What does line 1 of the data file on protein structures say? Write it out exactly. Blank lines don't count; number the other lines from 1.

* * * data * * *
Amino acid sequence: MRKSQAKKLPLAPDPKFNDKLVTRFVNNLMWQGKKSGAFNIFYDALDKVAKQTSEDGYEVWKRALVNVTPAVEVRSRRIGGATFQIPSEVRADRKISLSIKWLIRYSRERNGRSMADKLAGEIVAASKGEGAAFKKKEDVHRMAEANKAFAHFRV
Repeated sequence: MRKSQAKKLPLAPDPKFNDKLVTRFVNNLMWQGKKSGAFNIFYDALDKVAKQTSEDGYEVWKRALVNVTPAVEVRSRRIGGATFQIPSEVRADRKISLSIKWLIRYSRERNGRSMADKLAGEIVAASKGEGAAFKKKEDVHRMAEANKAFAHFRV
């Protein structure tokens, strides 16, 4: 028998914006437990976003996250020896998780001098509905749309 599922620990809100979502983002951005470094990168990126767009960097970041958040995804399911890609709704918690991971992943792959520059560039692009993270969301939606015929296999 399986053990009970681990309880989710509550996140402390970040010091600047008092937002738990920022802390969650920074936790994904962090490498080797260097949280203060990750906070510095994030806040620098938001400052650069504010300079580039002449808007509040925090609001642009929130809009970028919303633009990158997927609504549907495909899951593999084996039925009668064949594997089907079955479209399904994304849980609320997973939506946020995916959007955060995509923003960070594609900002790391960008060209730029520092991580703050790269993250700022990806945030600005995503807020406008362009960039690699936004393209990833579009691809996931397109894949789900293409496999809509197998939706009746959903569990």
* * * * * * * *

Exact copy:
Amino acid sequence: MRKSQAKKLPLAPDPKFNDKLVTRFVNNLMWQGKKSGAFNIFYDALDKVAKQTSEDGYEVWKRALVNVTPAVEVRSRRIGGATFQIPSEVRADRKISLSIKWLIRYSRERNGRSMADKLAGEIVAASKGEGAAFKKKEDVHRMAEANKAFAHFRV